It's not about catlike reflexes, it's about the right reflexes.
Jeanne Misner commented: "If the adult driving the bike hit a pebble or tripped up somehow, and the child fell to the pavement, he could have a serious head injury. It would make sense to protect the children."
You don't hit a pebble or trip up somehow.
Jim Gordon backed her up: "One little twig that rolls, a wet plastic bag, an ounce of sand, a few wet leaves or a front tire blowout - any one of these things can slam you down to the pavement incredibly fast during a turn. A front tire blowout slammed my head into the pavement and cause a double shoulder separation. Without a helmet I would have been in a head trauma unit with a half million dollar bill."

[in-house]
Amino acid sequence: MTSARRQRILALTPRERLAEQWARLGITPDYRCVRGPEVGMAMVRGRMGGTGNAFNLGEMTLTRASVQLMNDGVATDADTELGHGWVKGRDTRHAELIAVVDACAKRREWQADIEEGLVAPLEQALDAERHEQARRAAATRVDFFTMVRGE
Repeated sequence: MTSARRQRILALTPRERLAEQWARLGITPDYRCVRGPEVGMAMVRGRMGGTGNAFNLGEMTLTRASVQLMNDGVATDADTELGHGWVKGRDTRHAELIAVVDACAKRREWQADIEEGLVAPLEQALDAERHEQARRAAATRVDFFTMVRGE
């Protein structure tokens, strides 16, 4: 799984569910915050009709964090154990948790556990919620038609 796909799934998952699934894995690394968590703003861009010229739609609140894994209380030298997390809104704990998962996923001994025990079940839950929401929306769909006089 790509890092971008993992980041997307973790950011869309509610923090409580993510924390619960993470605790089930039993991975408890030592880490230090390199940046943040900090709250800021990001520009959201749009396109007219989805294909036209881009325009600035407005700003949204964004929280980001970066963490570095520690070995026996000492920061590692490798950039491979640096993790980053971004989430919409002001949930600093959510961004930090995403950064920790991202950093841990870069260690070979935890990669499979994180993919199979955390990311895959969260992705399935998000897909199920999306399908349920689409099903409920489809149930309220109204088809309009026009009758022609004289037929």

I'm not going to discuss the American health care system, but this is an incompetent cyclist. Can't have someone like him cycling on Dutch streets around cycling kids who still got to learn. They'll learn that they can run over little twigts, an ounce of sand, that wet leaves and plastic bags can be slippery but a front tire blowout is no reason to go down.
tony did as well: "Agree re helmets. A few years ago I skidded on a patch of mud and cracked my head on the kerb. Fortunately I was wearing my helmet (which cracked) and since then have always worn a helmet. It was the temple area which hit the kerb, directly over the middle meningeal artery and if that pops, it's probably curtains."